Oxford Guide to Library Research

ISBN-10: 0195189981

ISBN-13: 9780195189988

Edition: 3rd 2005 (Revised)

Authors: Thomas Mann

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With all of the new developments in information storage and retrieval, researchers today need a clear and comprehensive overview of the full range of their options, both online and offline, for finding the best information quickly. In this third edition of The Oxford Guide to Library Research, Thomas Mann maps out an array not just of important databases and print sources, but of several specific search techniques that can be applied profitably in any area of research.From academic resources to government documents to manuscripts in archives to business Web sites, Mann shows readers how best to exploit controlled subject headings, explains why browsing library shelves is still important in an online age, demonstrates how citation searching and related record searchingproduce results far beyond keyword inquiries, and offers practical tips on making personal contacts with knowledgeable people. Against the trendy but mistaken assumption that "everything" can be found on the Internet, Mann shows the lasting value of physical libraries and the unexpected power of traditional search mechanisms, while also providing the best overview of the new capabilities of computer indexing.Throughout the book Mann enlivens his advice with real-world examples derived from his experience of having helped thousands of researchers, with interests in all subjects areas, over a quarter century. Along the way he provides striking demonstrations and powerful arguments against those theorists who have mistakenly announced the demise of print.Essential reading for students, scholars, professional researchers, and laypersons, The Oxford Guide to Library Research offers a rich, inclusive overview of the information field, one that can save researchers countless hours of frustration in the search for the best sources on their topics.
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Book details

List price: $19.99
Edition: 3rd
Copyright year: 2005
Publisher: Oxford University Press, Incorporated
Publication date: 11/1/2005
Binding: Paperback
Pages: 320
Size: 5.50" wide x 8.25" long x 0.75" tall
Weight: 0.836
Language: English

Thomas Mann was born into a well-to-do upper class family in Lubeck, Germany. His mother was a talented musician and his father a successful merchant. From this background, Mann derived one of his dominant themes, the clash of views between the artist and the merchant. Mann's novel, Buddenbrooks (1901), traces the declining fortunes of a merchant family much like his own as it gradually loses interest in business but gains an increasing artistic awareness. Mann was only 26 years old when this novel made him one of Germany's leading writers. Mann went on to write The Magic Mountain (1924), in which he studies the isolated world of the tuberculosis sanitarium. The novel was based on his wife's confinement in such an institution. Doctor Faustus (1947), his masterpiece, describes the life of a composer who sells his soul to the devil as a price for musical genius. Mann is also well known for Death in Venice (1912) and Mario the Magician (1930), both of which portray the tensions and disturbances in the lives of artists. His last unfinished work is The Confessions of Felix Krull, Confidence Man (1954), a brilliantly ironic story about a nineteenth-century swindler. An avowed anti-Nazi, Mann left Germany and lived in the United States during World War II. He returned to Switzerland after the war and became a celebrated literary figure in both East and West Germany. In 1929 he was awarded the Nobel Prize for literature.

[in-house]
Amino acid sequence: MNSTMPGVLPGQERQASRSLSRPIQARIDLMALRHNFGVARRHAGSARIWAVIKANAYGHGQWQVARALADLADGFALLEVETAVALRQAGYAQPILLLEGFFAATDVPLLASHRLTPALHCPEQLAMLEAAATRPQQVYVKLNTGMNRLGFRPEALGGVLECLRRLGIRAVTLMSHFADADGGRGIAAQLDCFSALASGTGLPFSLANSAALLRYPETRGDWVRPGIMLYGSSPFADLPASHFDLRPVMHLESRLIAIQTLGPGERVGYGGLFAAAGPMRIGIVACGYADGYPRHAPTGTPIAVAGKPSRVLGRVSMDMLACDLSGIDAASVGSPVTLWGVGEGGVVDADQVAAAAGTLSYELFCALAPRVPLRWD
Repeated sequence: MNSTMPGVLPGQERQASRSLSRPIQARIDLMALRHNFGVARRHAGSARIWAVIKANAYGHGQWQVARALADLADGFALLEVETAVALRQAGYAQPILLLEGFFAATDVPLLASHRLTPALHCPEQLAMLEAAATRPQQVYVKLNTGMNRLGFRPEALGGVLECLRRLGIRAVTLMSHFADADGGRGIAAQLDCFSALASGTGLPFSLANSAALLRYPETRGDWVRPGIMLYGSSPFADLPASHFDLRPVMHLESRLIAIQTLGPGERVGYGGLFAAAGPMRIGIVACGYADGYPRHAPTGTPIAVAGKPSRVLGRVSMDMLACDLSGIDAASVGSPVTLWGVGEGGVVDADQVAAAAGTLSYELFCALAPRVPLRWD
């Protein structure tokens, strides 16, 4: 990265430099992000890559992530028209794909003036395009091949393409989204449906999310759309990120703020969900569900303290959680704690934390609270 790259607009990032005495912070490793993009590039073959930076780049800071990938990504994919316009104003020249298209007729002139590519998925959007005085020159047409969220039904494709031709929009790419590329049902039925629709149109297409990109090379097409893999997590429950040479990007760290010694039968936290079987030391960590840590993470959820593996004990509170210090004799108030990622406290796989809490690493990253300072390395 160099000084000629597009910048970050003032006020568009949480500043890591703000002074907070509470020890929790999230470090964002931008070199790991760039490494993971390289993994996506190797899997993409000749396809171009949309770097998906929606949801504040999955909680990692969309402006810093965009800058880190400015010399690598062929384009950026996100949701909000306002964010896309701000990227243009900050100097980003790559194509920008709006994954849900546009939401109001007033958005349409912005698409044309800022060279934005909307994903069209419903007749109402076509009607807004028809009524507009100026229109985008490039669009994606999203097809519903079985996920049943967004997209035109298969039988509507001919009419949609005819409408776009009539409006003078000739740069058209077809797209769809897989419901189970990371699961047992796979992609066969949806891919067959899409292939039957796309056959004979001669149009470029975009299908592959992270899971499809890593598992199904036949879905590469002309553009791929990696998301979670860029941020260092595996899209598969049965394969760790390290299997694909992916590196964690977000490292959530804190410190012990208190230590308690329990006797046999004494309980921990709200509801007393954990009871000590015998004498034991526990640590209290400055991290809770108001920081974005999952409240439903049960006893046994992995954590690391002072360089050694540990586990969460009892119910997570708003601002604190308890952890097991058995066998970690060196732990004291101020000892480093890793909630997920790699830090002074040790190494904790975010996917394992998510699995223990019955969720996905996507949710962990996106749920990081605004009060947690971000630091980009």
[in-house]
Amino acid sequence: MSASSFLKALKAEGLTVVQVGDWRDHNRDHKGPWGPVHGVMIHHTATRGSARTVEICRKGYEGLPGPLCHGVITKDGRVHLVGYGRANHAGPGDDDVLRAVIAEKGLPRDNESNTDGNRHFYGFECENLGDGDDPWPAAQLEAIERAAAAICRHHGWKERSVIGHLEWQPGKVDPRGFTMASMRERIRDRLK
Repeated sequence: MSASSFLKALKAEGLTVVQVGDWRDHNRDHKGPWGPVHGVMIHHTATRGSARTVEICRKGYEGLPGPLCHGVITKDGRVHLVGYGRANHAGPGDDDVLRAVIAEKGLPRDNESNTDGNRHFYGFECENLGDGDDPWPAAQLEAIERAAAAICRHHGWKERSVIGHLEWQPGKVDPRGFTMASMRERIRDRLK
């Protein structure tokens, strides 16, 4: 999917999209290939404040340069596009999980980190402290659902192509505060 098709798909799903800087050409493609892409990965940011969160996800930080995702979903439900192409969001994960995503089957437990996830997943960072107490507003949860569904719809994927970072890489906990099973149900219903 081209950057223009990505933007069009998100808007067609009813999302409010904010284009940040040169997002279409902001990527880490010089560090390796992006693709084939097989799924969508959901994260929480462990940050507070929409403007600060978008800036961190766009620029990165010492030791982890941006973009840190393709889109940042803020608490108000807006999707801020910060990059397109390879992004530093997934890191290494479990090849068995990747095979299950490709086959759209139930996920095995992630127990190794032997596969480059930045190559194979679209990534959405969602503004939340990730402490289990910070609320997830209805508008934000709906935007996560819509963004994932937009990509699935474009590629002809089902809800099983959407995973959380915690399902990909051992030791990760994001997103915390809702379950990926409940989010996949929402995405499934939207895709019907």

What research libraries can offer that the Internet cannot (both resources and search techniques
Trade-offs of what, who, and where restrictions on free access
Hierarchy of levels of learning
Data, information, opinion, knowledge, understanding
Wisdom separate
Implications of format differences
Nine methods of subject searching
Patterns in inefficient searches
Initial Overviews: Encyclopedias
Characteristics of encyclopedias
Specialized vs. general encyclopedias
How to find articles in specialized encyclopedias
Cross-disciplinary searching
How to identify additional specialized encyclopedias
Peculiar strengths of general sets
Subject Headings and the Library Catalog
Problems in determining the right subject headings
Uniform Heading
Scope-match specificity and its modifications
Specific entry
Four ways to find the right subject headings
Alphabetically adjacent terms
Subject tracings
Browse displays of subdivisions
Recognition vs. prior specification
Use of three menu listings
Precoordination and postcoordination
Particularly useful subdivisions
Miscellaneous tips on subject headings
Narrowing a topic
Proper names
Finding foreign language books
Pattern headings
General Browsing, Focused Browsing, and Use of Classified Bookstacks
Alternative methods of shelving book collections